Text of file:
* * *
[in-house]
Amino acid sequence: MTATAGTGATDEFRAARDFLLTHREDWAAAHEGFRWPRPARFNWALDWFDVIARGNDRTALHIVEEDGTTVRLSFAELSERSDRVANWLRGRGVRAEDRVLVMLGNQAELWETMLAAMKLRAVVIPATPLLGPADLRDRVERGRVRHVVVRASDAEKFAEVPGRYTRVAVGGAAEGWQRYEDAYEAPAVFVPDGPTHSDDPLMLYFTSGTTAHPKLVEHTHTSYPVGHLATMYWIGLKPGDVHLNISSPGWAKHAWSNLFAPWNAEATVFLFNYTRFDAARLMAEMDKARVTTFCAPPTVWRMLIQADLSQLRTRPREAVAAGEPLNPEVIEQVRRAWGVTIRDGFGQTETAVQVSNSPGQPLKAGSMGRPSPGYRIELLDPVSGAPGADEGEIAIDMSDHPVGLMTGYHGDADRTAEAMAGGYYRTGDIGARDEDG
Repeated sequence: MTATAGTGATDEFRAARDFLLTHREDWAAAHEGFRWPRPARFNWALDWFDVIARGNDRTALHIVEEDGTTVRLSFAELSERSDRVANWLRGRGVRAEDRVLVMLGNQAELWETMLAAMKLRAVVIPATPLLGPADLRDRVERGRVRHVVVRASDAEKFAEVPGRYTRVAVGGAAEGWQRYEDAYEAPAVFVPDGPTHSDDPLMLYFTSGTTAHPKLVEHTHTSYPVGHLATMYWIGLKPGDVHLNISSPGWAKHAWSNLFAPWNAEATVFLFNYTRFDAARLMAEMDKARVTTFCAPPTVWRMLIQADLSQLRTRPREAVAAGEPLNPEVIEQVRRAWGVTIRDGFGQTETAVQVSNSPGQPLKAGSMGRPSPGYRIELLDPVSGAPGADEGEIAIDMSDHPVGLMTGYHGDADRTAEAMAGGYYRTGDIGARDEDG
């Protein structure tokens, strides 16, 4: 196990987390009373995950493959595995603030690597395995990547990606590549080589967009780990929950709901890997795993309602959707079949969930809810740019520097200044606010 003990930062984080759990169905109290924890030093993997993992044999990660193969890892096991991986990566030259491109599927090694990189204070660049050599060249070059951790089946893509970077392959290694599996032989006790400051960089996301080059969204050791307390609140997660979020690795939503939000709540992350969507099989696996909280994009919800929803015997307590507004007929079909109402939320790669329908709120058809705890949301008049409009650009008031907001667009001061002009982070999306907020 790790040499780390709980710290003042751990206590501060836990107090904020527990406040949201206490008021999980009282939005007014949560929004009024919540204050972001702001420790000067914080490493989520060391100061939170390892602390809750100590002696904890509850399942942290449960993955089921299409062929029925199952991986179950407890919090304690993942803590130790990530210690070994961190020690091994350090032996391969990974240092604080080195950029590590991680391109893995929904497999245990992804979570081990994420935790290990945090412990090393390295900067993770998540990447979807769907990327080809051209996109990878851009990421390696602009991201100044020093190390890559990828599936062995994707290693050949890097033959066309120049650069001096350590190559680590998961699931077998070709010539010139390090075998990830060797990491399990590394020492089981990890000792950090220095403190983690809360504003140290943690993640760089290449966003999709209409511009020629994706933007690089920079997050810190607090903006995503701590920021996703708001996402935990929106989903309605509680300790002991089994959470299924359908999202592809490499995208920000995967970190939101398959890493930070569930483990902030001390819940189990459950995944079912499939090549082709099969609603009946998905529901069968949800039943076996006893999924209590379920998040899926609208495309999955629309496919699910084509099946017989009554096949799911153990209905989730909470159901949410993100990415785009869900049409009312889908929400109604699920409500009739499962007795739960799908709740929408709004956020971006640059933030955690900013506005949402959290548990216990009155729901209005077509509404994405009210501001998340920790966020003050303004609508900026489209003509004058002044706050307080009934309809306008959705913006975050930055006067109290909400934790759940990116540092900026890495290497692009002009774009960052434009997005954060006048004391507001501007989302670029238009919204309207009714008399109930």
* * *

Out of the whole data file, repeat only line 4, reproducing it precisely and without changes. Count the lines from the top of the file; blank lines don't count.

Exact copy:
């Protein structure tokens, strides 16, 4: 196990987390009373995950493959595995603030690597395995990547990606590549080589967009780990929950709901890997795993309602959707079949969930809810740019520097200044606010 003990930062984080759990169905109290924890030093993997993992044999990660193969890892096991991986990566030259491109599927090694990189204070660049050599060249070059951790089946893509970077392959290694599996032989006790400051960089996301080059969204050791307390609140997660979020690795939503939000709540992350969507099989696996909280994009919800929803015997307590507004007929079909109402939320790669329908709120058809705890949301008049409009650009008031907001667009001061002009982070999306907020 790790040499780390709980710290003042751990206590501060836990107090904020527990406040949201206490008021999980009282939005007014949560929004009024919540204050972001702001420790000067914080490493989520060391100061939170390892602390809750100590002696904890509850399942942290449960993955089921299409062929029925199952991986179950407890919090304690993942803590130790990530210690070994961190020690091994350090032996391969990974240092604080080195950029590590991680391109893995929904497999245990992804979570081990994420935790290990945090412990090393390295900067993770998540990447979807769907990327080809051209996109990878851009990421390696602009991201100044020093190390890559990828599936062995994707290693050949890097033959066309120049650069001096350590190559680590998961699931077998070709010539010139390090075998990830060797990491399990590394020492089981990890000792950090220095403190983690809360504003140290943690993640760089290449966003999709209409511009020629994706933007690089920079997050810190607090903006995503701590920021996703708001996402935990929106989903309605509680300790002991089994959470299924359908999202592809490499995208920000995967970190939101398959890493930070569930483990902030001390819940189990459950995944079912499939090549082709099969609603009946998905529901069968949800039943076996006893999924209590379920998040899926609208495309999955629309496919699910084509099946017989009554096949799911153990209905989730909470159901949410993100990415785009869900049409009312889908929400109604699920409500009739499962007795739960799908709740929408709004956020971006640059933030955690900013506005949402959290548990216990009155729901209005077509509404994405009210501001998340920790966020003050303004609508900026489209003509004058002044706050307080009934309809306008959705913006975050930055006067109290909400934790759940990116540092900026890495290497692009002009774009960052434009997005954060006048004391507001501007989302670029238009919204309207009714008399109930």